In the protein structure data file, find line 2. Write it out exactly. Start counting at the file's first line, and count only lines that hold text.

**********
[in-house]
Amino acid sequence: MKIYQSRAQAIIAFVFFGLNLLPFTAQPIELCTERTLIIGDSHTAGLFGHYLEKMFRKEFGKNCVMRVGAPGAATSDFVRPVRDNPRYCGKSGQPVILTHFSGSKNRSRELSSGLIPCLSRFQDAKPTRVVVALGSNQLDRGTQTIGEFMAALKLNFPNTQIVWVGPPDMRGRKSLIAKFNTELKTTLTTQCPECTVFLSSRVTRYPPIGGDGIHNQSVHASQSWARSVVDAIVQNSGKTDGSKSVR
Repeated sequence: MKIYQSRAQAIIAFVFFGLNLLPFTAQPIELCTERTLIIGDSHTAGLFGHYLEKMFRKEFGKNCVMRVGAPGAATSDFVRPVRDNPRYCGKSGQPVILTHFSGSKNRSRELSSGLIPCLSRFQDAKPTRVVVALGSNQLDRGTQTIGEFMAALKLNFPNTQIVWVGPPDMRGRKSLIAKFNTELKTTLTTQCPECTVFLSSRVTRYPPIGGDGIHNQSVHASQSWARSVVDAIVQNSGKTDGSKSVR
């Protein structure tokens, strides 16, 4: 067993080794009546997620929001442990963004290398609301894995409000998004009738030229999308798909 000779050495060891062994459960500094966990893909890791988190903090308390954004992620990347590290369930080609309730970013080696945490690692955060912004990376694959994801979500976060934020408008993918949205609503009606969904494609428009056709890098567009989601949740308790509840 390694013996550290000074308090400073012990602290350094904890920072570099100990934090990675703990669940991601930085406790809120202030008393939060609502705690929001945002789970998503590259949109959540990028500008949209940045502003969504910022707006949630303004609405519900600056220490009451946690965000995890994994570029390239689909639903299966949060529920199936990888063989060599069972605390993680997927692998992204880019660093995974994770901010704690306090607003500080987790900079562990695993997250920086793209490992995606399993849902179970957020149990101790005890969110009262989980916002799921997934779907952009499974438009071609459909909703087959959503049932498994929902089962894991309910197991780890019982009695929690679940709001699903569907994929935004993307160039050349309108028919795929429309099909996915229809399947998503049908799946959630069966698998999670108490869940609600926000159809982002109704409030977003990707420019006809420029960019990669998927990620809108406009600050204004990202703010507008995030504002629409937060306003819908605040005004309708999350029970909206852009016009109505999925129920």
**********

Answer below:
Amino acid sequence: MKIYQSRAQAIIAFVFFGLNLLPFTAQPIELCTERTLIIGDSHTAGLFGHYLEKMFRKEFGKNCVMRVGAPGAATSDFVRPVRDNPRYCGKSGQPVILTHFSGSKNRSRELSSGLIPCLSRFQDAKPTRVVVALGSNQLDRGTQTIGEFMAALKLNFPNTQIVWVGPPDMRGRKSLIAKFNTELKTTLTTQCPECTVFLSSRVTRYPPIGGDGIHNQSVHASQSWARSVVDAIVQNSGKTDGSKSVR